At midnight on Monday, December 31, 1917, the federal government took control of the U.S. railroad system. Acting under wartime powers granted to him by congress, President Woodrow Wilson had nationalized the railroads when they proved unequal to the task of moving massive amounts of men and materiel for the Great War in Europe. Although hostilities would end in 11 months, government control would last until 1920. The agency that ran the trains was the United States Railroad Administration, or USRA, and one of its chief accomplishments was the building of nearly 100,000 freight cars of five standard designs, to relieve equipment shortages.
What would become the car committee of the USRA had actually started its work in the summer of 1917. Appointed by the Council of National Defense, the committee members were high-ranking executives from Baldwin Locomotive Works, American Car & Foundry, Pullman, and other car builders. Because they had a head start, their finalized car designs were ready within three months of the government takeover. The five body types eventually produced in quantity were a 50-ton steel frame single-sheathed box car, a 40-ton steel frame double-sheathed box car, a 55-ton steel 2-bay hopper, a 50-ton composite drop-bottom gondola, and a 70-ton steel mill gondola.
The twin box car designs reflected the car committee’s indecision about which design was actually superior, as well as the perception that splitting production between the two types would speed wartime delivery. The use of wooden sides with steel underframe, ends, side framing and roofs reflected common practice of the time, when the steel car era was not yet in full swing. A wartime shortage of plate steel was also an important consideration.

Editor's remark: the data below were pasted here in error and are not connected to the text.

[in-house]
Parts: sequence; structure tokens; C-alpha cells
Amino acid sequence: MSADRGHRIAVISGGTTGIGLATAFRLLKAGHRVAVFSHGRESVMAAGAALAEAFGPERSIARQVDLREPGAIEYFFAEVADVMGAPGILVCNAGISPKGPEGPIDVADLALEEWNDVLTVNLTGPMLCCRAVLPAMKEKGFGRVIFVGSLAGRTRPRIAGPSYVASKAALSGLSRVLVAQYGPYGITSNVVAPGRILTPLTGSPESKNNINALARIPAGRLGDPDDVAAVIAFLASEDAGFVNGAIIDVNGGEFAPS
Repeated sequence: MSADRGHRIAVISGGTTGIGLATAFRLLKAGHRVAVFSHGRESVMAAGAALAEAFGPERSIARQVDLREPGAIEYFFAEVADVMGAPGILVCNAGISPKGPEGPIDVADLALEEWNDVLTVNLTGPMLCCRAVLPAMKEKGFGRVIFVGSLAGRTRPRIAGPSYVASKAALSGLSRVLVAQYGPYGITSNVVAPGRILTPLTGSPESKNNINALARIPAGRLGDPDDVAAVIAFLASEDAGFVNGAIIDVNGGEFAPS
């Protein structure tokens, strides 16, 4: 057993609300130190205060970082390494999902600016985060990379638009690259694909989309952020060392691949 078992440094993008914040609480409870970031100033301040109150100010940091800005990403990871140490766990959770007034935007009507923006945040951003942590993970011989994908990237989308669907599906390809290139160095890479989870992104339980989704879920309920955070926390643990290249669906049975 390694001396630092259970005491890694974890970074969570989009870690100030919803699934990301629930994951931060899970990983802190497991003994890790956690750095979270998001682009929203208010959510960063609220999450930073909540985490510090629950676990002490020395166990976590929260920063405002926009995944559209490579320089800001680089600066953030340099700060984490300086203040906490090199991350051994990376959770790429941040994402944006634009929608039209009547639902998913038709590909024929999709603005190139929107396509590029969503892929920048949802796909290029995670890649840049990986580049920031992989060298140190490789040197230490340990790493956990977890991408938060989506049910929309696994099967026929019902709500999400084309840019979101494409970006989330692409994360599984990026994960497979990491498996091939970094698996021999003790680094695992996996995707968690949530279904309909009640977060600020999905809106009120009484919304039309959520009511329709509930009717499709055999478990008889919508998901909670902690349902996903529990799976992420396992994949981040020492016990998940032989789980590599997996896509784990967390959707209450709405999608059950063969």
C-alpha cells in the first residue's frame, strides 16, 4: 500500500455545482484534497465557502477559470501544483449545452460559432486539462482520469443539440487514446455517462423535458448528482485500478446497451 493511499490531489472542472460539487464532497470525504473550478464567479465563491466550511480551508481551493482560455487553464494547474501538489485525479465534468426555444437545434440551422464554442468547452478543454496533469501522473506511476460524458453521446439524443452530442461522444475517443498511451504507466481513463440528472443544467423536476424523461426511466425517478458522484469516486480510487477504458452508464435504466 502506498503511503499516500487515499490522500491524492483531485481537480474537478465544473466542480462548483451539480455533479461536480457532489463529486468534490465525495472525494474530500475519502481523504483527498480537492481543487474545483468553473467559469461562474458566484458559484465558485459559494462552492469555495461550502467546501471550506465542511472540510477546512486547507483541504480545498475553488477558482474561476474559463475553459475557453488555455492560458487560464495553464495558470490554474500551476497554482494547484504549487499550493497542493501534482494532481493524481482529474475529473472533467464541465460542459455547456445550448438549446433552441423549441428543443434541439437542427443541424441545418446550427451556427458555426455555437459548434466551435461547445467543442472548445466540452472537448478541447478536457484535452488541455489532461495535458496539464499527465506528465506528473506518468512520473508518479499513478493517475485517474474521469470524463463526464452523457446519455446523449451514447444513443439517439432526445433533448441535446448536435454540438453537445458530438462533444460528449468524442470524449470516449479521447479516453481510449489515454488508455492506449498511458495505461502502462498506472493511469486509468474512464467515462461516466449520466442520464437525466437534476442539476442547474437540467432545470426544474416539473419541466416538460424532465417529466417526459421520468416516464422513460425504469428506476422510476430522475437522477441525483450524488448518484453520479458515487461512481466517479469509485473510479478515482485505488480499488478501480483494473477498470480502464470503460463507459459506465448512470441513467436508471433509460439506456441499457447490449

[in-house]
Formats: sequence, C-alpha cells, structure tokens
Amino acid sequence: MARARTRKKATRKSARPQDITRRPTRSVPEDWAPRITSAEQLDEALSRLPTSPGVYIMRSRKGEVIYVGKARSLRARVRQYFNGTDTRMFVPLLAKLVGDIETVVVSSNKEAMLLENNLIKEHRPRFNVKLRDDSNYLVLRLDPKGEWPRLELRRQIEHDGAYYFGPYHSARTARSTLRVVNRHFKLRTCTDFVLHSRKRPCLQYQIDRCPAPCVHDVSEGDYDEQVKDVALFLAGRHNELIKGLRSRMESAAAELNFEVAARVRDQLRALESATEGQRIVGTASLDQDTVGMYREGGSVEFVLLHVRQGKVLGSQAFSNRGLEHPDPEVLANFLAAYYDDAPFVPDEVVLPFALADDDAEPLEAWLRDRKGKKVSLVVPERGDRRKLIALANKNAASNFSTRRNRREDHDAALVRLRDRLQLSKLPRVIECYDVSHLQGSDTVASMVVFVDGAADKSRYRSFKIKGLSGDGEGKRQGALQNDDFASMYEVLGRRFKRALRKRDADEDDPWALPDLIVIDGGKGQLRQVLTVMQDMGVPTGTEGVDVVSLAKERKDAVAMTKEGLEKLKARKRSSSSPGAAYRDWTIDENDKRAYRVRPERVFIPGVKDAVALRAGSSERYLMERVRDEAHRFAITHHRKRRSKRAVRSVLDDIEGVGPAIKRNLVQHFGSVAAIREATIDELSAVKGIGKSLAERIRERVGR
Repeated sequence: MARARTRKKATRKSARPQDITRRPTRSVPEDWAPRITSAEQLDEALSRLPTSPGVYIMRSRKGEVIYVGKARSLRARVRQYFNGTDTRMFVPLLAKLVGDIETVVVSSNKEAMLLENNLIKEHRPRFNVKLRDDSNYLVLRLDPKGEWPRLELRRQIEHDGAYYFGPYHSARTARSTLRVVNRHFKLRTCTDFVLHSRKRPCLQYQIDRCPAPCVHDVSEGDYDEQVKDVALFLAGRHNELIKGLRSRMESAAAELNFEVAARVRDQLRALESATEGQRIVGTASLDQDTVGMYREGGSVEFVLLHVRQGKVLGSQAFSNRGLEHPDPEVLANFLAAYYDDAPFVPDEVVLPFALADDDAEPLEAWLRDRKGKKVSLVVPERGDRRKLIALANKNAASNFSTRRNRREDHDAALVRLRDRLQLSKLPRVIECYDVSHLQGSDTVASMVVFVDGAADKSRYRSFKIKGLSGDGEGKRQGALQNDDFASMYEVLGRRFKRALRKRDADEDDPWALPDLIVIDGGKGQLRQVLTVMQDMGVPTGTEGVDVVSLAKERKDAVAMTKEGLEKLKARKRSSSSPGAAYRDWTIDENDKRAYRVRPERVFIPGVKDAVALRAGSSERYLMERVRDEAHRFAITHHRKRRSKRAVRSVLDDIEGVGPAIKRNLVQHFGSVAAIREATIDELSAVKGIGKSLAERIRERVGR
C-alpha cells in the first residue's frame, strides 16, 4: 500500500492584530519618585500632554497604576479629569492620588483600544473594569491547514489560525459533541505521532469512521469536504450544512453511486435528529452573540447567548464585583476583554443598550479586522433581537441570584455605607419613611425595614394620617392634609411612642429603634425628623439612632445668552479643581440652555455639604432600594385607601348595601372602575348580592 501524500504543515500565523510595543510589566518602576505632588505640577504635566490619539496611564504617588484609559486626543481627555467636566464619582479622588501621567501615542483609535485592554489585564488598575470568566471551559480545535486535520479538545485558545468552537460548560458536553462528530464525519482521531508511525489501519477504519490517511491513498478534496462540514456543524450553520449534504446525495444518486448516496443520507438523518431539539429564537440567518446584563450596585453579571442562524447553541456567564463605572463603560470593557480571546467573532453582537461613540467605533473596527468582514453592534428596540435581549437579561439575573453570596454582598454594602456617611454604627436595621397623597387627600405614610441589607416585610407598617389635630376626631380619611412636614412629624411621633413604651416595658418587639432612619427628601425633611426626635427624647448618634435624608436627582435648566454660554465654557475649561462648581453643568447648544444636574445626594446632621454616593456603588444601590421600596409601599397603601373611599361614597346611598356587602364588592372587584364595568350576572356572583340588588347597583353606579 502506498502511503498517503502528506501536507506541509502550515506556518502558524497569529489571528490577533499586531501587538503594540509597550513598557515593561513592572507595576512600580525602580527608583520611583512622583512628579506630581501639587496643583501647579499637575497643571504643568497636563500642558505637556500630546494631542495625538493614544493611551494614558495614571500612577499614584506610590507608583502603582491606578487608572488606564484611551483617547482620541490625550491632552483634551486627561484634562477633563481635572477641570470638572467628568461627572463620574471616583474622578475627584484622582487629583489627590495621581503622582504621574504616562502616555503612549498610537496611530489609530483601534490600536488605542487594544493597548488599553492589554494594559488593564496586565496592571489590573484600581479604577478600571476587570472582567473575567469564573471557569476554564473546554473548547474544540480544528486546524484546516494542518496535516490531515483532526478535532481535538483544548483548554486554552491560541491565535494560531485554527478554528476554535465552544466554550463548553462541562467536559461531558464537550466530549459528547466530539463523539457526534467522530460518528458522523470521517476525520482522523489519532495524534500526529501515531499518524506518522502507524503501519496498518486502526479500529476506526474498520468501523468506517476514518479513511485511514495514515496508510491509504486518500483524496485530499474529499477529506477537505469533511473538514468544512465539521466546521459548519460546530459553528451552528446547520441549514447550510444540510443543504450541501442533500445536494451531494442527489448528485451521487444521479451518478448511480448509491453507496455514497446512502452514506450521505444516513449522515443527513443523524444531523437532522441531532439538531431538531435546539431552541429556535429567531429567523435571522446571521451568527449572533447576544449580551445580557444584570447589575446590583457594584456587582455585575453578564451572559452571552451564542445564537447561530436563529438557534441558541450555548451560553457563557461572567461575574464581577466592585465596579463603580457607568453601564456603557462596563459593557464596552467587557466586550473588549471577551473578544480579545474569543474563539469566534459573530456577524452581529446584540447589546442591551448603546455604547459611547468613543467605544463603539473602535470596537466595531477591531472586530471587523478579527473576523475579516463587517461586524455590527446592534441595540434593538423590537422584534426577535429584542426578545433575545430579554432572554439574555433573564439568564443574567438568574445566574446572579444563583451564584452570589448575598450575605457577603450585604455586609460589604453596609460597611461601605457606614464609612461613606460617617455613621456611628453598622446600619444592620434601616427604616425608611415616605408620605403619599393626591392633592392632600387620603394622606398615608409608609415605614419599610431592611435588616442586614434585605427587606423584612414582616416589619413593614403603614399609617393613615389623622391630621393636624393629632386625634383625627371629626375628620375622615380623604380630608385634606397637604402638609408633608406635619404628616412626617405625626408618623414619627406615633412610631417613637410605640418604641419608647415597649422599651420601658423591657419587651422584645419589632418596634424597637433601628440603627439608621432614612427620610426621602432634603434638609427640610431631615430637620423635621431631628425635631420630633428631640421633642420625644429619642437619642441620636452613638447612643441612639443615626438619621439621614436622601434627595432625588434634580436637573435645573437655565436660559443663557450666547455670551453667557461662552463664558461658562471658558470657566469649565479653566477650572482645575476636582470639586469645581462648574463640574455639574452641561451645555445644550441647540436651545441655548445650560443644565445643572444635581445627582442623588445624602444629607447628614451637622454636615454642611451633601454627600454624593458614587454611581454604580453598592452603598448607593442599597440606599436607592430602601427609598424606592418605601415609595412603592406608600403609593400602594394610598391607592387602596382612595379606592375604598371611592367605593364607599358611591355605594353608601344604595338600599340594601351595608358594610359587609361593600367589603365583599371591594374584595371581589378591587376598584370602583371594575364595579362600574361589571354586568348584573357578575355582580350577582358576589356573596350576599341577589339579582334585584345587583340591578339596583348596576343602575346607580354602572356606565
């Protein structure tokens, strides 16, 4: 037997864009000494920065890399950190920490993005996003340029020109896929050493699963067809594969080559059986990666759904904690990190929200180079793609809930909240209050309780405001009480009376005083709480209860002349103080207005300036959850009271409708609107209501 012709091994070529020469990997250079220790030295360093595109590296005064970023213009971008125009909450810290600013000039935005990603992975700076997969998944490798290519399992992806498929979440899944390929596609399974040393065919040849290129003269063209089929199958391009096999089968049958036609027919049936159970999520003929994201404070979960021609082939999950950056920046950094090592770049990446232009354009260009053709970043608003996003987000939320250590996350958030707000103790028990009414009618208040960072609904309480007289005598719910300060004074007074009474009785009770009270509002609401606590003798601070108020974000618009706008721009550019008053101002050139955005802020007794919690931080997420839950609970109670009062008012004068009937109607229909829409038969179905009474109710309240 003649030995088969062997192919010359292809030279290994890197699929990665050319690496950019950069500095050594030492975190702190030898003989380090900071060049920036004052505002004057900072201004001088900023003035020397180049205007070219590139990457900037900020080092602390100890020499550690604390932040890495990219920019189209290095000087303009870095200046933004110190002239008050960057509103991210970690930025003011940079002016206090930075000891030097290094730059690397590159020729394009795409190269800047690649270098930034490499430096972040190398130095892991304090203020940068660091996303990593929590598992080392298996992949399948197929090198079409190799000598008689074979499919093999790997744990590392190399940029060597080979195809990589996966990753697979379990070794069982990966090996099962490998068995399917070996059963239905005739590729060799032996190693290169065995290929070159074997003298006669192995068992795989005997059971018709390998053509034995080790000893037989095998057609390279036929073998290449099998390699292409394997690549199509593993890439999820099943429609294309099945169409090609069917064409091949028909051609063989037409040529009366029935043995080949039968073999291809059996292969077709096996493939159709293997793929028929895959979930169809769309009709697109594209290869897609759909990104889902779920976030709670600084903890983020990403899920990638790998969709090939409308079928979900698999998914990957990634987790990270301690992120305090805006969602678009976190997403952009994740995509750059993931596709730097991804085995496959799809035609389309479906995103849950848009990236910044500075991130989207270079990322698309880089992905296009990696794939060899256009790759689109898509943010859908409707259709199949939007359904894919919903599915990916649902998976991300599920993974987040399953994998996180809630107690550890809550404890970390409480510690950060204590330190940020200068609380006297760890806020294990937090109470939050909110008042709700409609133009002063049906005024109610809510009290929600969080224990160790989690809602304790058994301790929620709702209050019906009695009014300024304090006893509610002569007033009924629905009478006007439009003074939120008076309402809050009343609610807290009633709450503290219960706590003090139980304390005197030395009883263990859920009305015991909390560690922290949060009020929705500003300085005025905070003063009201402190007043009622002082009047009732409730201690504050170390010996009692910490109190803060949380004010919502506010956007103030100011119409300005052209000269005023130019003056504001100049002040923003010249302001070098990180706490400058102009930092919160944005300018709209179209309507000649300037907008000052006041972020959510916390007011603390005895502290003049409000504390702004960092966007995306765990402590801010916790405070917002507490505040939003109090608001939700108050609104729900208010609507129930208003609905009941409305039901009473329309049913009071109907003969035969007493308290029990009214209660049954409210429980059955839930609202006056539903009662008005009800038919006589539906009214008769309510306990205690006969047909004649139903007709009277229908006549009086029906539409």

The double-sheathed car had a heavy fishbelly underframe and steel side framing sandwiched between vertically paneled inner and outer wood walls. The single sheathed design had a straight center sill, exposed steel framing, and a side wall built of 18’ lengths of lumber that were more expensive and harder to obtain than the lumber for double-sheathed cars. The single-sheathed cars, however, were lighter and easier to maintain. The original wartime order was for 25,000 of each type, allocated among 60 railroads.
In the end, however, very few cars were delivered before war’s end, and a good deal of wrangling ensued over the final car allocations. By the time the last cars were delivered in 1920, 25,000 single-sheathed cars had been accepted by 22 railroads and 24,500 of the double-sheathed design by 24 railroads. Very few roads rostered both types. The USRA designs proved durable enough that many cars served through the next World War and years beyond, rolling alongside their newer all-steel brethren.
Our accurate, beautifully detailed model of the USRA single-sheathed car features simulated wood grain on the car sides and doors, see-through wood-grained roof walk, detailed brake system on the B end and underframe, metal corner steps, opening doors, and separately applied metal grab irons on the sides, ends, doors and roof walk.
MTH Premier O Scale freight cars are the perfect complement to any manufacturer’s scale proportioned O Gauge locomotives. Whether you prefer to purchase cars separately or assemble a unit train, MTH Premier Rolling Stock has the cars for you in a variety of car types and paint schemes.
Virtually every sturdy car is offered in two car numbers which makes it even easier than ever to combine them into a mult-car consist. Many of MTH’s Premier Rolling Stock offerings can also operate on the tightest O Gauge curves giving them even more added versatitlity to your layout.